President Paul Biya has blamed the opposition for violence which has left at least seven dead in Cameroon.
There have been scenes of unrest in Douala since the weekend
Protests, sparked by a fuel price rise, continued despite a government decision to scale back the increase.
Police tear gassed stone-throwing youths in the capital, Yaounde, who had set up burning barricades.
Correspondents say protesters are also angry about suggestions President Biya might amend the constitution to try to extend his 25 years in power.
In a televised address on Wednesday evening, the president accused political opponents of trying to force him from power.
He said some people were trying to obtain through violence what they had failed to achieve through the ballot box.
He used colourful language as he described those behind the violence as "the apprentice sorcerers in the shadows" who, he said, did not care about the consequence of their actions.
"What we're looking at here is the exploitation... of the transport strike for political ends," said President Biya.
The BBC's Randy Joe Sa'ah in the city of Douala says a taxi-drivers strike was called off on Tuesday night after the government agreed to a small reduction in the price of fuel.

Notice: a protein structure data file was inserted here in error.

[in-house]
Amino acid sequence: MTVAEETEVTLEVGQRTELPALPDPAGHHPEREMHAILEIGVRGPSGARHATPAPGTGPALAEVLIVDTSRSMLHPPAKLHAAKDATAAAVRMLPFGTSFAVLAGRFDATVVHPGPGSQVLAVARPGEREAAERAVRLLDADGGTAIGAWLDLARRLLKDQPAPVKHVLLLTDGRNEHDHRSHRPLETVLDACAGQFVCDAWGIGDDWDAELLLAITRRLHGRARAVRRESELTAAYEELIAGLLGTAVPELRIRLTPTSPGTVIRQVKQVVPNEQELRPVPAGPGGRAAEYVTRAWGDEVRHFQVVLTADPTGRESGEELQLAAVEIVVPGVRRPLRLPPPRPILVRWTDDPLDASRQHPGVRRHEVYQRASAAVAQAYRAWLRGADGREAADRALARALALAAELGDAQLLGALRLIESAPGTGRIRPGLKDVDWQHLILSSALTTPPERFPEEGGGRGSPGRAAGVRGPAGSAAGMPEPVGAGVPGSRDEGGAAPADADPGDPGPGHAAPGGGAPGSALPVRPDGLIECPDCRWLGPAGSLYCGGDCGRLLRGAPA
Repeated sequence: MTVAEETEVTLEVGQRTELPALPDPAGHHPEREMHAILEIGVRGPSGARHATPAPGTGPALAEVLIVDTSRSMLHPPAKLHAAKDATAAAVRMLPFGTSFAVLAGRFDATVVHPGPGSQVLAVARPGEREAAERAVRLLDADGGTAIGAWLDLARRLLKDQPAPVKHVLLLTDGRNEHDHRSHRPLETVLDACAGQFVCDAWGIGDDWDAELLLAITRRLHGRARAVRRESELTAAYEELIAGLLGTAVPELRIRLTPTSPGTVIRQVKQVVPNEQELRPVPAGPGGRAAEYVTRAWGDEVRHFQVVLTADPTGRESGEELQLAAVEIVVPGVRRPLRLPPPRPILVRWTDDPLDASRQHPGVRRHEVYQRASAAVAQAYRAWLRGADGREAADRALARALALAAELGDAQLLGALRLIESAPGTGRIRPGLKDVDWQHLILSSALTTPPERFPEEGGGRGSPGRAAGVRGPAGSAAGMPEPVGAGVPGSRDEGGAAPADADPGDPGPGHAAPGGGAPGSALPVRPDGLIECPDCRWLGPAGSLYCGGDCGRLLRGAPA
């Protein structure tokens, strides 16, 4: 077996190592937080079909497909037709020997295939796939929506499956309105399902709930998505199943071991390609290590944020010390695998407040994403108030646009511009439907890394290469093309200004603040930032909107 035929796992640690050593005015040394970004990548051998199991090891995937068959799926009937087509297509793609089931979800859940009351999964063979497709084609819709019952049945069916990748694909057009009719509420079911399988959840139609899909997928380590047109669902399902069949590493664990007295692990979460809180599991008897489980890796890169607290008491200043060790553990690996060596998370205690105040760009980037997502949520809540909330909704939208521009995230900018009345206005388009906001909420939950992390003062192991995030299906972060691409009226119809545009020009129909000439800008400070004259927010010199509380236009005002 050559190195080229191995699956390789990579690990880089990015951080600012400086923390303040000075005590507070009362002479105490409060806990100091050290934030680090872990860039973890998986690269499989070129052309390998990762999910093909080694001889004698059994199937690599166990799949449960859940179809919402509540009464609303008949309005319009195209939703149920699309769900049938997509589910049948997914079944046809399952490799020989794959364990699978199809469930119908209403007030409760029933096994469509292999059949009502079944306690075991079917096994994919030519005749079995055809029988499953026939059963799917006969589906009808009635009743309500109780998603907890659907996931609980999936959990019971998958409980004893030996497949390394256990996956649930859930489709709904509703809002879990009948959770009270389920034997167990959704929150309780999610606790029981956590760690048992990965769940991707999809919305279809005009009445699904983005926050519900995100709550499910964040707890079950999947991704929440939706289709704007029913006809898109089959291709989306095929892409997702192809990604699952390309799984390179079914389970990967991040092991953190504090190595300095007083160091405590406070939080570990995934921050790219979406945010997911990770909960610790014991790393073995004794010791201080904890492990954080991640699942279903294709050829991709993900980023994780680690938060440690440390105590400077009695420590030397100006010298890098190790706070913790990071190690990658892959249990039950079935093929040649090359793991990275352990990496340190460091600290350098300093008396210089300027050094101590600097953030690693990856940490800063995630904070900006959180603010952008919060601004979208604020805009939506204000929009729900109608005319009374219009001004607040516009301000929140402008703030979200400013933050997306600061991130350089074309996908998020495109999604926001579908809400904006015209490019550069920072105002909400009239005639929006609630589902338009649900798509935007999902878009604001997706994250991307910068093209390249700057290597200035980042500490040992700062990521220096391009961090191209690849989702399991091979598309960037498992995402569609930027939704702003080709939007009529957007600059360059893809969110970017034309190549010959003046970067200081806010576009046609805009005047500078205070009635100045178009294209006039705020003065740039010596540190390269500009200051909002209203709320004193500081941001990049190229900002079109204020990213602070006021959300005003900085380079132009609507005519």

There are plans for Mr Biya to run for president again in 2011
But the unions have lost control of the situation and the violence has not ended, he adds.
Protesters are demanding more cuts in the price of food and fuel.
Police in Douala clashed with some 2,000 protesters as they tried to cross a bridge, causing about 20 to fall into the river below, our reporter says.
Tear gas was also used to quell demonstrations in other cities like Bamenda and Yaounde.
Opposition groups have been calling for protests to stop the constitution being amended to allow Mr Biya to run for re-election when his current term expires in 2011.
On Saturday, tear gas and water cannon were used to disperse hundreds of opposition supporters in Douala.
The day before, the government had announced the closure of private television station Equinoxe, which has broadcast interviews with politicians opposed to plans to change the constitution.
The BBC West Africa correspondent Will Ross says Cameroon is home to more than 100 different ethnic groups, and keeping the country relatively stable has been one of the major achievements of President Biya's time in office.
The violent scenes across the country this week are a sign that the population is becoming increasingly frustrated in what is one of the most corrupt countries in Africa, he says.